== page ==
Effectiveness of Stiffening Wire in Colonoscopy With Pre-Owned Colonoscopes

2014-08-27 03:14:01 | BioPortfolio


The study aims to determine whether a proprietary, FDA approved stiffening wire improves the efficiency of colonoscopy (that is, decreases the duration of the procedure) and/or enables complete visualization of the colon in a greater proportion of cases (than when the procedure is performed without it) with old, used colonoscopes.

Colonoscopes are designed with a delicate balance between stiffness and flexibility. Stiffness helps to prevent curling (looping) of the colonoscope in those sections of the colon that are not fixed to the wall of the abdominal cavity and flexibility enables successful negotiation of bends or flexures in the colon. As colonoscopes age, they lose stiffness and this makes it very challenging to advance the colonoscope all the way to the cecum (the upper end of the colon). Even when the cecum is successfully reached, it may take an inordinately long time.

In Jamaica, most endoscopists (General Surgeons and Gastroenterologists) use older, pre-owned colonoscopes imported from the USA, because the average patient and local health insurance companies cannot bear the level of fees that would enable cost recovery for new equipment.

The stiffening wires (in two grades of stiffness) used in this study are passed through the biopsy channel of the colonoscope only after its tip has passed the upper end of the descending colon and entered the transverse colon. The device is safe when used as recommended by the manufacturers (and approved by the FDA), and does not appear to increase risk over and above the risk of colonoscopy with the unassisted colonoscope. Although the device clearly improves the stiffness of the colonoscope, there is no research evidence that it actually works in practice, either to improve cecal intubation rate or to decrease procedure time. It is therefore also unclear whether the possible benefit of using the device is achieved if introduced at the first opportunity allowed by the manufacturers or only after difficulty is encountered with the unassisted colonoscope.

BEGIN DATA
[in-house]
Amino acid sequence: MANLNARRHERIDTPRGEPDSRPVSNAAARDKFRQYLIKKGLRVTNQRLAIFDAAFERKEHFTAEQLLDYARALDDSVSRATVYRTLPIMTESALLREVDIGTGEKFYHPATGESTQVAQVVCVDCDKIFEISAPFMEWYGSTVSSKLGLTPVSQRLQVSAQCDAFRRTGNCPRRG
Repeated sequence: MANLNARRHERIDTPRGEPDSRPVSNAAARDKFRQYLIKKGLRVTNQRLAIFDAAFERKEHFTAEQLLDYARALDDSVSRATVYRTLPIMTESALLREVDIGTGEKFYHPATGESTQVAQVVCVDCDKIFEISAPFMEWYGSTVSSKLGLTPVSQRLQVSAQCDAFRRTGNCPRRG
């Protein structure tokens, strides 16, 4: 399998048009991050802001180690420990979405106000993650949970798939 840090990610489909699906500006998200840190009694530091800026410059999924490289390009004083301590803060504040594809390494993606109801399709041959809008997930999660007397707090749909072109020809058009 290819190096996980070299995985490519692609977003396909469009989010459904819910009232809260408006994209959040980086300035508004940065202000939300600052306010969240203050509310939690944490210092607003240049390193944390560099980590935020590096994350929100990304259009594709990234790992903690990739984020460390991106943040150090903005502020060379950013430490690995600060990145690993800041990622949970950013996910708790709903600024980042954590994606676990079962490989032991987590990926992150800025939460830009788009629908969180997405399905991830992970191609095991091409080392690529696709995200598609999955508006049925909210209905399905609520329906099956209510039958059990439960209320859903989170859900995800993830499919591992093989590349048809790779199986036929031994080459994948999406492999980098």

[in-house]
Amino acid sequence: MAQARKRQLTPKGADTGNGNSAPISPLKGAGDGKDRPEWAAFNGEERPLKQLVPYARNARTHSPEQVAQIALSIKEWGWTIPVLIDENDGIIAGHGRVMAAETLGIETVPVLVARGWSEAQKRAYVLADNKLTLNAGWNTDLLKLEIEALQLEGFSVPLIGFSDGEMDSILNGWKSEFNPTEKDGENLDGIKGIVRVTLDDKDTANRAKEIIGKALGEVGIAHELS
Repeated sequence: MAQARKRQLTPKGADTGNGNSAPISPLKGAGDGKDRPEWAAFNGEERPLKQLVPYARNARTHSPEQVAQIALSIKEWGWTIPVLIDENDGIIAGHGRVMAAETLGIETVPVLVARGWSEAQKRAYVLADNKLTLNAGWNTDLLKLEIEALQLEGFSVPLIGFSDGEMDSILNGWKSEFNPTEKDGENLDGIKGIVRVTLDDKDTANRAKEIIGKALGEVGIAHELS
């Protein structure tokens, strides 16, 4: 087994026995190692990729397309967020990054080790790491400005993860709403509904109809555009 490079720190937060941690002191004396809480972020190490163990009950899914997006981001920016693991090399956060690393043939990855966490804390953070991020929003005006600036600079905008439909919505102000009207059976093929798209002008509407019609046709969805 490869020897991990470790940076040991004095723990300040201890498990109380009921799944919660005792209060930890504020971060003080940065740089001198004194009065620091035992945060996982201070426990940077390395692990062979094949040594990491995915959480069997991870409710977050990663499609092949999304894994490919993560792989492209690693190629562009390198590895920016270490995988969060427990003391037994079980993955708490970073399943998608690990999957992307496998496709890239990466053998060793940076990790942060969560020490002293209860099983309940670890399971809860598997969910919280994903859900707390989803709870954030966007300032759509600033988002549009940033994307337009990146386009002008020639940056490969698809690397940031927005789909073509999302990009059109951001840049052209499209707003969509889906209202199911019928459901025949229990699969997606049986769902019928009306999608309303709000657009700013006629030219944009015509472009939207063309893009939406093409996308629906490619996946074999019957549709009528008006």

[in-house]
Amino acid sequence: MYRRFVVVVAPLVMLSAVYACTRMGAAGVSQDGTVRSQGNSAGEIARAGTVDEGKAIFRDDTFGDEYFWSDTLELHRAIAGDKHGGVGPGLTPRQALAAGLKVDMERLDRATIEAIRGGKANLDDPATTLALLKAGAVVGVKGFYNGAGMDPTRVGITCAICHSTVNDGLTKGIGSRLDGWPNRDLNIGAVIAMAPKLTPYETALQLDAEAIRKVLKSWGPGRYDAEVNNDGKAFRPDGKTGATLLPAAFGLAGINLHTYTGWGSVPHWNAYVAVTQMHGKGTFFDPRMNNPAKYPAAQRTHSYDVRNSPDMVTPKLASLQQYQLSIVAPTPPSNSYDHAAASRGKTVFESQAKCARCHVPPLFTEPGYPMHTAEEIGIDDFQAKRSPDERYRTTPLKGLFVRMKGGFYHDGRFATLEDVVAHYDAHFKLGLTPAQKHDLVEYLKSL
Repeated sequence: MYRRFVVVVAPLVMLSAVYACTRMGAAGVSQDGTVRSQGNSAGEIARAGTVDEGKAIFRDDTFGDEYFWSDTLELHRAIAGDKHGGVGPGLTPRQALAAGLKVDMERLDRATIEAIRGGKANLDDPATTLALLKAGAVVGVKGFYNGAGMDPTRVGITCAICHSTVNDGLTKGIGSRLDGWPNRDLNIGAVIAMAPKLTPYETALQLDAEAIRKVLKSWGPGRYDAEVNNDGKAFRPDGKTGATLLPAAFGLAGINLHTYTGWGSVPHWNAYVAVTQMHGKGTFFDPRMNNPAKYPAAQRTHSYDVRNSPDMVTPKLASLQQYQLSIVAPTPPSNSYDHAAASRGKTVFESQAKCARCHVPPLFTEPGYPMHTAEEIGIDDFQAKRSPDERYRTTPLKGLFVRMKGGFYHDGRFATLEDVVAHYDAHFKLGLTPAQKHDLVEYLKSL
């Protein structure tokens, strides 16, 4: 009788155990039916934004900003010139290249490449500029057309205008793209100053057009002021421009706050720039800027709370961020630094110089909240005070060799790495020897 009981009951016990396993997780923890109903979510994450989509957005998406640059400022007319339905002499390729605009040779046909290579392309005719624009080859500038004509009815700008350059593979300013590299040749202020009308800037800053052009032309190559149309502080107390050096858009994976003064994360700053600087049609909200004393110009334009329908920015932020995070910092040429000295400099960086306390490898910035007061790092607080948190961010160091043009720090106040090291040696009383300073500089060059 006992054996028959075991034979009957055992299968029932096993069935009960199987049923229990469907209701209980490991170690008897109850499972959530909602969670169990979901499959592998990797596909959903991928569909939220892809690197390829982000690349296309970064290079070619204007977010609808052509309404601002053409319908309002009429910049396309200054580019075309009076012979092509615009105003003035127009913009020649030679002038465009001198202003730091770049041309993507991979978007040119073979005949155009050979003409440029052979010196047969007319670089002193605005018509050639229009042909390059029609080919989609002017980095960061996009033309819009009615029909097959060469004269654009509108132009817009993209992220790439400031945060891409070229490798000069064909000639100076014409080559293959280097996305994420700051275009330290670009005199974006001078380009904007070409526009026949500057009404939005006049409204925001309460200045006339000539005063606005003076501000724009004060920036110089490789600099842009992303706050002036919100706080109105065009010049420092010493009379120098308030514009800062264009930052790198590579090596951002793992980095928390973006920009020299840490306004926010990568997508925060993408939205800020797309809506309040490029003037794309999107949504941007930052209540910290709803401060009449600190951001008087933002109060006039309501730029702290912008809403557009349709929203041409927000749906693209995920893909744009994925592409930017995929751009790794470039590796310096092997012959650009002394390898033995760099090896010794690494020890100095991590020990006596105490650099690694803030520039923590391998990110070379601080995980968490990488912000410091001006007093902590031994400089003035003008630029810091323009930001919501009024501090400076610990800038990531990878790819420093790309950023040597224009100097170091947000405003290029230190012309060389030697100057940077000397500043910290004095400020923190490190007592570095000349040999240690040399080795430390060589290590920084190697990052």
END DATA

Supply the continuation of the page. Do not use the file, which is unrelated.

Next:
In this study, patients are randomly assigned to one of 3 "interventions". One group has colonoscopy performed with the colonoscope alone and the wires are only introduced if there is difficulty advancing the colonoscope after it has passed into the transverse colon ("difficulty" defined as failure to advance the tip of the colonoscope after 5 minutes). In the 2nd and 3rd groups, the assigned wire will be introduced as soon as the colonoscope enters the transverse colon and is removed if "difficulty" is encountered, as defined above. The different phases of colonoscopy will be timed with a stop watch and when a sufficient number of patients has been accrued, the investigator will be able to compare the time it takes to complete the procedure with and without the wires as well as the proportion of cases in which the cecum was reached with and without the assistance of the wires.

Study Design

Allocation: Randomized, Endpoint Classification: Efficacy Study, Intervention Model: Parallel Assignment, Masking: Single Blind (Subject), Primary Purpose: Diagnostic


Effect of Stiffening Wires on Cecal Intubation Rate


Colonoscope stiffening device, Colonoscope stiffening device, Colonoscope stiffening device


Mobay Hope Medical Center
Montego Bay
St. James




Cornwall Regional Hospital

Results (where available)

View Results


Published on BioPortfolio: 2014-08-27T03:14:01-0400

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